Steve would tell them, "You know, if I come into the office in the morning and my trash can hasn't been emptied overnight, I might call in the janitor and ask why. The janitor might tell me, for example, that the door to my office was locked. That is probably an acceptable excuse for a janitor. But now, you are a Vice President. There is no excuse. Don't tell me why something wasn't done. Don't give me any kind of excuse whatsoever. Now that you are a Vice President, your job is different than it was way back when you were an individual contributor. Someone along your career progression from new-college-hire to VP, you crossed over a line where excuses might be a reasonable response, to senior management where no excuse is ever acceptable. If you encounter a barrier, part of your job description is to go under the barrier, go over the barrier, or go around the barrier -- or if need be break down the barrier. Barriers no longer matter, and you will no doubt encounter them on an ongoing basis. Don't ever give me an excuse for why you didn't accomplish our objectives, or I will replace you with someone who can get those goals accomplished."

OK, the above is too forceful for a real estate agent, but you get the idea. If an agent doesn't deliver, I re-tell them what I want and when I want it. When they start down the excuse path, I again tell them they must deliver. And, of course, my requests must be reasonable. And if they fail to deliver, we will part ways.

And, I have never been a real estate agent, so maybe I'm off base here. Maybe a reasonable agent might say to himself/herself, "you know this SportyandMisty is too much of a pain in the ass to work with" and then go find another client. There is a feedback loop in both directions so we both learn.

Last edited by SportyandMisty; Yesterday at 11:51 AM..
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Old Yesterday, 05:18 PM
 
25 posts, read 9,834 times
Reputation: 67
Quote:
Originally Posted by max.b View Post
I'm curious: what was the issue, and how could the attorney suspect it without even looking at the house?
It was a cracked chimney. My original inspection report simply says that they don't have the equipment to inspect the inside of the chimney. I didn't think much of it, but the attorney pointed it out to me and said that a cracked chimney can cost thousands of dollars to repair and a level 2 chimney inspection was recommended.
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Old Today, 04:04 PM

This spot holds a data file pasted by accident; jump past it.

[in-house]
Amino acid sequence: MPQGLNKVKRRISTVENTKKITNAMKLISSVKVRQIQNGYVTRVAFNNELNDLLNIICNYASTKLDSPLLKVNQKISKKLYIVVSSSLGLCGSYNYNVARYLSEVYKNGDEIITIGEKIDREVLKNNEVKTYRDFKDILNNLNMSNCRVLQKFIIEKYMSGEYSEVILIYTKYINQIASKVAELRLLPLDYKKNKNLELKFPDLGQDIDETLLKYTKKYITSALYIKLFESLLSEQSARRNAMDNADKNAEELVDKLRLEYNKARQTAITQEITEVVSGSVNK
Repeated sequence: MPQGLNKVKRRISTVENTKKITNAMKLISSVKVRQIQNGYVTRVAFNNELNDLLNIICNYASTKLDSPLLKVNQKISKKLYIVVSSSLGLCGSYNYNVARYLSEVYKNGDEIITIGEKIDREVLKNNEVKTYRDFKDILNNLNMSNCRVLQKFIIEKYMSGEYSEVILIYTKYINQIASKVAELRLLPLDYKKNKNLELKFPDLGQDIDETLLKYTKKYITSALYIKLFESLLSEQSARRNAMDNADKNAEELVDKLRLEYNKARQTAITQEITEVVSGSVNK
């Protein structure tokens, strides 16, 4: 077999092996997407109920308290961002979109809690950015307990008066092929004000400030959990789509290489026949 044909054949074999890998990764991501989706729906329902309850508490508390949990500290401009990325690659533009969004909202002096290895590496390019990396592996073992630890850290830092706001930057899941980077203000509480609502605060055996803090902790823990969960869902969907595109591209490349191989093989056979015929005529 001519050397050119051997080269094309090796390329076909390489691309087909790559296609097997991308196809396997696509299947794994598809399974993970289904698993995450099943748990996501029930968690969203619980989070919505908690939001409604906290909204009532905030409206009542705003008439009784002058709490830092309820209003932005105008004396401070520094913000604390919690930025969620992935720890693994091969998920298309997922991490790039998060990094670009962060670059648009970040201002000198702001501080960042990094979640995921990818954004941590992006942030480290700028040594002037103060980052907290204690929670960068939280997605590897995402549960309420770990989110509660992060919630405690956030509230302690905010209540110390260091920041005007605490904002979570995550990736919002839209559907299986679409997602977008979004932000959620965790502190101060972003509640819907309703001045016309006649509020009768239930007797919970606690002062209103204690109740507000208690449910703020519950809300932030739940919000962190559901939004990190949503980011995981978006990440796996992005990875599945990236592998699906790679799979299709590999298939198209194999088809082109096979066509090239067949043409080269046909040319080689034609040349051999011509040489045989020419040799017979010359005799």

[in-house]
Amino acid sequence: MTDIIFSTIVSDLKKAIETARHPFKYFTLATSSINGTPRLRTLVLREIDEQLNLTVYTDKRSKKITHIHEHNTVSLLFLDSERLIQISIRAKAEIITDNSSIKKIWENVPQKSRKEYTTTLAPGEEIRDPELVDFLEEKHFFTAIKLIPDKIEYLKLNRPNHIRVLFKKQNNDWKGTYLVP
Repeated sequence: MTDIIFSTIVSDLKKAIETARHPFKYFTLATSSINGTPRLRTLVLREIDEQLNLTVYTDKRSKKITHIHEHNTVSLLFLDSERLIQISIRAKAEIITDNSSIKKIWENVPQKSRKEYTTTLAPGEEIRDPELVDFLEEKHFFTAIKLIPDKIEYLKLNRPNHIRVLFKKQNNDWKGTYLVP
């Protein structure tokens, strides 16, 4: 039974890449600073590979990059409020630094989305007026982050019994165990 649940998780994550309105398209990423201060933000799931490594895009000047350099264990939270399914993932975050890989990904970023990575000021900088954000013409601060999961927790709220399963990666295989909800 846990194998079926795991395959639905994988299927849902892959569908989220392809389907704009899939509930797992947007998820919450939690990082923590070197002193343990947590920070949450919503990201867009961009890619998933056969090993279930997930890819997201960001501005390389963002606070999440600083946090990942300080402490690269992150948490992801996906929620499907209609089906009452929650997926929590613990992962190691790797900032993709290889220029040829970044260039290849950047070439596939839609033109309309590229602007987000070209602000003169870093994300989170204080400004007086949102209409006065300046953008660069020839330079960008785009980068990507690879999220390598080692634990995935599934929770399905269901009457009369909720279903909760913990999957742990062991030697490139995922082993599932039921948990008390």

24,459 posts, read 46,677,690 times
Reputation: 17337
Quote:
Originally Posted by SportyandMisty View Post
When we are a buyer or a seller, real estate agents are not our employees, but we still must manage them by giving them clear expectations of what we want from them and when we want it. Those deliverables need to be well-thought out, reasonable, achievable, specific, measurable, with clear due dates and have clear conditions of satisfaction.

If an agent tells me "I don't know" too many times, I recount for them what Steve Jobs would tell newly promoted VPs at Apple.

Steve would tell them, "You know, if I come into the office in the morning and my trash can hasn't been emptied overnight, I might call in the janitor and ask why. The janitor might tell me, for example, that the door to my office was locked. That is probably an acceptable excuse for a janitor. But now, you are a Vice President. There is no excuse. Don't tell me why something wasn't done. Don't give me any kind of excuse whatsoever. Now that you are a Vice President, your job is different than it was way back when you were an individual contributor. Someone along your career progression from new-college-hire to VP, you crossed over a line where excuses might be a reasonable response, to senior management where no excuse is ever acceptable. If you encounter a barrier, part of your job description is to go under the barrier, go over the barrier, or go around the barrier -- or if need be break down the barrier. Barriers no longer matter, and you will no doubt encounter them on an ongoing basis. Don't ever give me an excuse for why you didn't accomplish our objectives, or I will replace you with someone who can get those goals accomplished."
I don't know is one thing... but it doesn't equate to the absence of obstacles... people in my company get fired for going over, around or under a barrier.

For 25 years my position was Engineering Director of a small community Hospital... we always found a way to get the job done... no excuses.

Since being acquired by a Healthcare giant decisions are made by committee and there are severe penalties for creative problem solving...

When I pointed out that no patient had ever had a surgery cancelled under my tenure... I was told cancellation is a fact of life... and under no circumstances can I go outside the corporate the corporate supply chain.

It has been a hard lesson... for a person used to problem solving...

Case in point... ALL of the area Hospitals have had a very good working relationship... these ties have been severed as corp policy... we neither loan or borrow anything... no matter if it is replaced the next day...

I've learned the bigger the company the more it is run by legal in every aspect...